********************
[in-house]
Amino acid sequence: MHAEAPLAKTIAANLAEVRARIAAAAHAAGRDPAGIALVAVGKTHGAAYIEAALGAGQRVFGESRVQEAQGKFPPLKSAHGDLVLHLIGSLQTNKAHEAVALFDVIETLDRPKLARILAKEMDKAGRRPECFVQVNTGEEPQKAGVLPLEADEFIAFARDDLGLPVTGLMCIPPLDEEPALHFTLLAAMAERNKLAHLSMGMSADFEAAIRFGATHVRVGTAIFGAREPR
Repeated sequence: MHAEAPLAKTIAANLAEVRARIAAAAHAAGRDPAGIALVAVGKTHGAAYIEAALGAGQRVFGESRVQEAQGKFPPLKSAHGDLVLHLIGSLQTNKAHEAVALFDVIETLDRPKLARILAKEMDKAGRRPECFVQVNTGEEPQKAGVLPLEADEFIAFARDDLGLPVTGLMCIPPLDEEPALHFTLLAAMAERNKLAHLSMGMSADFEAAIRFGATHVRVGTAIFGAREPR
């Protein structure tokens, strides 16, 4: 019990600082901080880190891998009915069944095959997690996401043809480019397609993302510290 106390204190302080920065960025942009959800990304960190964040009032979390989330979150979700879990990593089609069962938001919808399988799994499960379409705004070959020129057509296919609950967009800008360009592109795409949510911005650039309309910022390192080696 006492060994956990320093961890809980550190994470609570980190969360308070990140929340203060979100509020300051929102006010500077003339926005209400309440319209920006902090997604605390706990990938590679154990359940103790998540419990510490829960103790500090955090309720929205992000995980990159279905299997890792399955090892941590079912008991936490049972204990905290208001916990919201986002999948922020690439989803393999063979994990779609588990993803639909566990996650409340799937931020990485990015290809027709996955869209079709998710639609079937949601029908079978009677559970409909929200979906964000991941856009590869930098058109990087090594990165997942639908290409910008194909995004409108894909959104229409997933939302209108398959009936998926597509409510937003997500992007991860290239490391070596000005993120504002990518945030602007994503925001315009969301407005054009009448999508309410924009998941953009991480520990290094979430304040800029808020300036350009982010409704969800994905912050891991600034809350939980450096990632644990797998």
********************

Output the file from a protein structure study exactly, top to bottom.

[in-house]
Amino acid sequence: MHAEAPLAKTIAANLAEVRARIAAAAHAAGRDPAGIALVAVGKTHGAAYIEAALGAGQRVFGESRVQEAQGKFPPLKSAHGDLVLHLIGSLQTNKAHEAVALFDVIETLDRPKLARILAKEMDKAGRRPECFVQVNTGEEPQKAGVLPLEADEFIAFARDDLGLPVTGLMCIPPLDEEPALHFTLLAAMAERNKLAHLSMGMSADFEAAIRFGATHVRVGTAIFGAREPR
Repeated sequence: MHAEAPLAKTIAANLAEVRARIAAAAHAAGRDPAGIALVAVGKTHGAAYIEAALGAGQRVFGESRVQEAQGKFPPLKSAHGDLVLHLIGSLQTNKAHEAVALFDVIETLDRPKLARILAKEMDKAGRRPECFVQVNTGEEPQKAGVLPLEADEFIAFARDDLGLPVTGLMCIPPLDEEPALHFTLLAAMAERNKLAHLSMGMSADFEAAIRFGATHVRVGTAIFGAREPR
């Protein structure tokens, strides 16, 4: 019990600082901080880190891998009915069944095959997690996401043809480019397609993302510290 106390204190302080920065960025942009959800990304960190964040009032979390989330979150979700879990990593089609069962938001919808399988799994499960379409705004070959020129057509296919609950967009800008360009592109795409949510911005650039309309910022390192080696 006492060994956990320093961890809980550190994470609570980190969360308070990140929340203060979100509020300051929102006010500077003339926005209400309440319209920006902090997604605390706990990938590679154990359940103790998540419990510490829960103790500090955090309720929205992000995980990159279905299997890792399955090892941590079912008991936490049972204990905290208001916990919201986002999948922020690439989803393999063979994990779609588990993803639909566990996650409340799937931020990485990015290809027709996955869209079709998710639609079937949601029908079978009677559970409909929200979906964000991941856009590869930098058109990087090594990165997942639908290409910008194909995004409108894909959104229409997933939302209108398959009936998926597509409510937003997500992007991860290239490391070596000005993120504002990518945030602007994503925001315009969301407005054009009448999508309410924009998941953009991480520990290094979430304040800029808020300036350009982010409704969800994905912050891991600034809350939980450096990632644990797998």